Zairong Xiang, assistant professor of comparative literature, is curating one of the main exhibitions in the Guangzhou Image Triennial 2021. Photo by Qiling Wang
By Anisha Joshi ’22
Student Media Center
While people around the world are experiencing feelings of isolation and separation, Duke Kunshan professor and artist Zairong Xiang is busy curating a new exhibition that will impel audiences to consider the exact opposite.
The show asks the question “Why Collectivity” and will open in March as one of three main exhibitions in the Guangzhou Image Triennial 2021, held in southern China.
With the triennial’s overall theme “Rethinking Collectivity,” each exhibition will deal with a different aspect of collectivity and create a collaborative experience in which both artist and audience participate in the meaning-making process, exploring how various clusters of people approach the concept.
“The exhibition is precisely the question,” says Xiang, assistant professor of comparative literature. “We are asking the audience without answering the question, nor assuming we know what it is.”
Although the concept of rethinking collectivity stems from the obvious concern around Covid-19, which has resulted in millions of people worldwide experiencing lockdowns, social distancing and other isolating measures, he says the exhibition will not speak directly to the pandemic.
Xiang is curating the exhibition with collaborators Bingfeng Dong and Yuing Teng, with whom he co-founded Hyperimage Group in 2018. The group draws together different artistic and academic specializations, with the aim to move beyond narrow art-historical inquiry and analyze the contemporary hyper image-driven age through interdisciplinary approaches.
While Covid-19 is not the show’s focus, it has certainly had an impact on curatorial meetings and other preparations, forcing more online interactions and requiring innovative solutions.
“But that’s fine,” says Xiang. “If art is not innovative, what is it?”
Xiang’s interdisciplinary understanding of art and comparative literature comes from working and studying across three continents.
In Central America, he studied the ideographic script of the Aztec/Nahua civilization. Seeing how the system blurred the lines between literature and art impelled him to consider how it removed many of the distinctions between the written and the visual world.
This research informed his first book, “Queer Ancient Ways: A Decolonial Exploration,” in which he calls for broader understanding of queerness drawing on ancient sources, to bring focus to often-neglected perspectives overshadowed by European thought.
Since joining Duke Kunshan in the fall, Xiang says he has been deeply impressed with both the diverse student body and the vitality that interdisciplinarity lends to the university’s curriculum.
In September, the university held a humanities research conference themed “Hum/Animal,” which explored the relationship between humans and animals through multiple perspectives including sociology, bio-art and philosophy. In addition to keynote lectures and expert panels, the conference also featured academic research and film projects by students, with topics ranging from transcendentalism and environmentalism to social credit systems.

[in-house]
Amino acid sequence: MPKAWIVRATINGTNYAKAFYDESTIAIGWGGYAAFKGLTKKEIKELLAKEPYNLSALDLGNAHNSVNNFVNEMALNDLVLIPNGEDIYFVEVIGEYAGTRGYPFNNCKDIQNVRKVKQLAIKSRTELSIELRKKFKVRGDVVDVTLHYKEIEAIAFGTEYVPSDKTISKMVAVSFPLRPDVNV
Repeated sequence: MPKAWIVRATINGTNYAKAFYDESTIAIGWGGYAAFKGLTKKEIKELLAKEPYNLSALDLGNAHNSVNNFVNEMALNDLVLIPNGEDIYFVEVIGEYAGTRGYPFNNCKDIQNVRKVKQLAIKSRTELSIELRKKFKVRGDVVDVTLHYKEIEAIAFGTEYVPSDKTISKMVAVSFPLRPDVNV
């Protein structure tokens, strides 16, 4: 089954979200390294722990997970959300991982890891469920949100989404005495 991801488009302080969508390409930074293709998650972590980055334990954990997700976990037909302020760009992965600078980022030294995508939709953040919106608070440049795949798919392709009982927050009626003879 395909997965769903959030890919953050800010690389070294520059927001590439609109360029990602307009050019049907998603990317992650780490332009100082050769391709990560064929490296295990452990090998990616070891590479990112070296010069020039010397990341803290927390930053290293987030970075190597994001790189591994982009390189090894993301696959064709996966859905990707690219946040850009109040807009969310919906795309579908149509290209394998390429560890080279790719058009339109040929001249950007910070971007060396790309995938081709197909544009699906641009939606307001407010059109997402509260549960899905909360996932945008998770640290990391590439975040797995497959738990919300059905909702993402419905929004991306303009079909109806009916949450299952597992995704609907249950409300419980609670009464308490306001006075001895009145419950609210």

As DKU’s associate art director, Xiang plans to work with students to enhance the artistic atmosphere on campus. Photo by Qiling Wang
“Our students are very intelligent and very motivated. I could never have been able to do this during my undergraduate studies,” Xiang says of the variety and unique nature of the work that was on offer at the one-day conference.
In addition to his faculty role, Xiang also serves as associate art director, a new position at Duke Kunshan. To complement the university’s cutting-edge arts and humanities curriculum, he plans to create more opportunities to immerse students in the arts.
“Our campus is beautiful, but it’s perhaps overly protected. We lack artistic experience,” he says, explaining that he intends to build a more artistic atmosphere on campus through creative spaces, installations and performances. “The plans are in the preliminary stages and a bit of a secret, so I hope students can actively get in touch and we can see where to go from there. We can make the campus more lively.”
Xiang is working on projects that aim not only to revitalize the artistic experience on campus but also around Kunshan. Recently, he helped the Humanities Research Center launch a three-month research-creation residency in collaboration with Shanghai’s Chronus Art Center that was awarded to visual artist Guo Cheng. Student fellows will work with Cheng during his residency.
As well as bringing visiting artists and curators to campus, Xiang also plans to arrange internships for Duke Kunshan students to provide professional industry experience, as the art world can seem opaque and mysterious to onlookers.
In general, people perceive the arts and humanities as lacking in terms of career opportunities, but it’s not true, argues Xiang. He says cultural practitioners are essential to creating a healthy society worth living in.
“Arts and humanities are fundamental to the function of our society, to our existence and survival as a community, whether we realize it or not,” he adds. “I hope this is something the faculty and students can insist upon – the seemingly useless yet essential function of the arts.”